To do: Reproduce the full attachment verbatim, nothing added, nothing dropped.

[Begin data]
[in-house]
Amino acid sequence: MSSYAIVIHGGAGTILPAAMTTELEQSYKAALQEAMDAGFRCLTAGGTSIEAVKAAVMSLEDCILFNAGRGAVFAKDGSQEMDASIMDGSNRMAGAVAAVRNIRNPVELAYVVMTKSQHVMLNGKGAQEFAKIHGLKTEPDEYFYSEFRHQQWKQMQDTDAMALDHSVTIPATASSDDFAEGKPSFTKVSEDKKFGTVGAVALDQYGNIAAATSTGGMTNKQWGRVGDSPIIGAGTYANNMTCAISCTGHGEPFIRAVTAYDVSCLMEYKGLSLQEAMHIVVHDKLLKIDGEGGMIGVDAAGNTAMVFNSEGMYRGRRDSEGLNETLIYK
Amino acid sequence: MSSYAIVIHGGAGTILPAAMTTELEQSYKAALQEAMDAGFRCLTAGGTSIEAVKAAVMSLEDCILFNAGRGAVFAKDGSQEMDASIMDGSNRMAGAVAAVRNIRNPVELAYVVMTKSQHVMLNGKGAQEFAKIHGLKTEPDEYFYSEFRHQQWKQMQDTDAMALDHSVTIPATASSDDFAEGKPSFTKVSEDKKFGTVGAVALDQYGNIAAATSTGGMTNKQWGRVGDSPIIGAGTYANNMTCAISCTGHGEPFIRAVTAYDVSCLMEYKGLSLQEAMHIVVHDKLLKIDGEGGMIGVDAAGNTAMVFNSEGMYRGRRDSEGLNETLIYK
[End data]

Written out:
[in-house]
Amino acid sequence: MSSYAIVIHGGAGTILPAAMTTELEQSYKAALQEAMDAGFRCLTAGGTSIEAVKAAVMSLEDCILFNAGRGAVFAKDGSQEMDASIMDGSNRMAGAVAAVRNIRNPVELAYVVMTKSQHVMLNGKGAQEFAKIHGLKTEPDEYFYSEFRHQQWKQMQDTDAMALDHSVTIPATASSDDFAEGKPSFTKVSEDKKFGTVGAVALDQYGNIAAATSTGGMTNKQWGRVGDSPIIGAGTYANNMTCAISCTGHGEPFIRAVTAYDVSCLMEYKGLSLQEAMHIVVHDKLLKIDGEGGMIGVDAAGNTAMVFNSEGMYRGRRDSEGLNETLIYK
Amino acid sequence: MSSYAIVIHGGAGTILPAAMTTELEQSYKAALQEAMDAGFRCLTAGGTSIEAVKAAVMSLEDCILFNAGRGAVFAKDGSQEMDASIMDGSNRMAGAVAAVRNIRNPVELAYVVMTKSQHVMLNGKGAQEFAKIHGLKTEPDEYFYSEFRHQQWKQMQDTDAMALDHSVTIPATASSDDFAEGKPSFTKVSEDKKFGTVGAVALDQYGNIAAATSTGGMTNKQWGRVGDSPIIGAGTYANNMTCAISCTGHGEPFIRAVTAYDVSCLMEYKGLSLQEAMHIVVHDKLLKIDGEGGMIGVDAAGNTAMVFNSEGMYRGRRDSEGLNETLIYK